SOVIET readers have a great appetite for historical narrative these days. That's understandable in a nation that long suppressed the truth about its past. Yet this passion for history has its darker side. The explosiveness of history is seen in a furor raised by a release of minutes from a 1958 writers' meeting condemning Boris Pasternak for publishing ``Doctor Zhivago'' overseas. Many were shocked to find admired names among the condenmers.
Vladimir Soloukhin, a popular poet and writer, had the misfortune to speak at that fateful gathering. He has tried to lay the issue to rest in an article, ``Time to Settle Accounts,'' but succeeded only in touching off a bitter dispute that has been raging for months, and still goes on.
Soloukhin's position can be summed up thus:
Everybody acted under duress at the time. Of the 500 writers present, none had the courage to defend Pasternak. It is the times that should be placed on trial, not individual participants forced to act unjustly. If we are to repent, then repent collectively.
Younger liberal writers felt the most incensed by Soloukhin's argument. They found it insensitive and self-serving and called on all those with a hand in the Pasternak affair and subsequent campaigns against dissidents to resign their offices in the Writers Union.
But the old guard refused to budge. ``Who are you to teach us morality?'' retorted Felix Kuznetsov, long-time head of the Moscow Writers' organization. ``Why hadn't you spoken out then? He who kept silence before perestroika, has no right to be sanctimonious today.''
Emboldened by the argument, conservatives counterattacked:
They reminded Bitalii Korotich, editor of the daring weekly ``Ogonek,'' about a glowing review he wrote of Brezhnev's memoirs. Korotich defended himself, pointing out it was doctored by his superiors. But the fact he waited until it was safe to say so did not escape notice.
Evgenii Averin, another reformist author, was accused of being a onetime aide to Grishin, a despised Moscow party organization boss who made life miserable for Moscow intellectuals.
Tatiana Zaslavskaia, a sociologist and a force behind Gorbachev's campaign against bureaucracy, was taken to task for earlier writings which appear to have laid the rationale for a cruel campaign to transfer people from so-called ``non-viable villages'' to bigger agricultural centers.
The names of Evtushenko, Voznesenski, Burlatski, and other liberals have been mentioned among those whose conduct in the past did not always square with the standards espoused by the Russian intelligentsia.
Wading through the litany of charges and counter-charges, I remembered what my old teacher said in the '70s, before I left my native Russia: ``By today's standards, you are a decent man if you feel disgusted with oneself every time you do something indecent.''
The sad truth is that rulers with unlimited power make us tacit accomplices in their crimes, with shame often the last thing left to shield one's moral core. Does this mean that attempts to weigh personal responsibility are somehow superfluous? I don't think so.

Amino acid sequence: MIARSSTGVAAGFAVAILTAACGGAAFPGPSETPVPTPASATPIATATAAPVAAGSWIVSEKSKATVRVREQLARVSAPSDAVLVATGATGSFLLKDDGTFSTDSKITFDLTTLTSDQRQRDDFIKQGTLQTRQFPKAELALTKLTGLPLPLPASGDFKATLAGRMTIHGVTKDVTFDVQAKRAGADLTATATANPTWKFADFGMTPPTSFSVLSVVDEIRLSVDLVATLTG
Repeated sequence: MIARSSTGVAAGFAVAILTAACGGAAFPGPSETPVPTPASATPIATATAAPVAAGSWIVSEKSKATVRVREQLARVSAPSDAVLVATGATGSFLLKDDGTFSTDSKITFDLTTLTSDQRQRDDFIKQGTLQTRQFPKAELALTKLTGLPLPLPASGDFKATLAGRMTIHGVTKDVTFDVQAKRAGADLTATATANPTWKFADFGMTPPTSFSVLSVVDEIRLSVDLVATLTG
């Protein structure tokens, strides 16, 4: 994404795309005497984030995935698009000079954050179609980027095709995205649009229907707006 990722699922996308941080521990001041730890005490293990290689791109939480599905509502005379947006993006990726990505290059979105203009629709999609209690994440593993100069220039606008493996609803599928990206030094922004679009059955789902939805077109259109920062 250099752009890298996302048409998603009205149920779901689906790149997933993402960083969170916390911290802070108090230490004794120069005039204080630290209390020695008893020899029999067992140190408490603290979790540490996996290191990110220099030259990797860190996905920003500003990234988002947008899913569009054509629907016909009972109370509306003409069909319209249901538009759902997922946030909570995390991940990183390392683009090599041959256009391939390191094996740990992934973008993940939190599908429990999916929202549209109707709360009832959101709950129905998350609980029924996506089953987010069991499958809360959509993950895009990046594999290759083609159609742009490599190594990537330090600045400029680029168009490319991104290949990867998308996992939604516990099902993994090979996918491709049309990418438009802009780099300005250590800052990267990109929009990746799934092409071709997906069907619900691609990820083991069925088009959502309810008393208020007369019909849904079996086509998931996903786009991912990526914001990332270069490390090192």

Not everyone summoned to the Pasternak trial showed up. Veniamin Kaverin called in sick and stayed home despite stern warnings from a party secretary - a courageous act at the time.
Nor did everyone take the podium. Of those who did, some stuck to low-key rhetoric and avoided calls for Pasternak's expulsion. Boris Slutski was one.
Scores of those who took part in this ignominious affair deeply regretted it later and said so publicly. Soloukhin never did.
Nor can we forget that in the worst times, some had courage to fight the system: Solzhenitsyn, Sakharov, Voinovitch. Without them, the moral revival now under way wouldn't be possible.
Figuring out who said or did what - and when and how - is the brutal task facing Soviet intellectuals. It could be a healing process, provided one doesn't look for ways to pass blame around. Benedict Sarnov, a literary critic, put it well when he said nobody has a moral right to shame others until one has felt ashamed of oneself - not even if you were too young.
The question Soviet intellectuals ponder today is akin to the Schuldfrage that Germans grappled with after Hitler. The key issue in both cases is how much responsibility a person bears for the historical ruptures that transcend personal lives. It is telling that in both cases the discussion has led to Judeo-Christian ethics.
Words like ``sin,'' ``guilt'' and ``shame'' now crop up frequently in Soviet discourse. The movie that has captured the nation's spirit is called ``Repentance.'' It is significant that Gorbachev conceded the primacy of universal human values over class morality when meeting with the Pope.
Ethics cannot solve the major problems confronting Soviet society today, but settling moral accounts and rebuilding one's moral universe is a right step.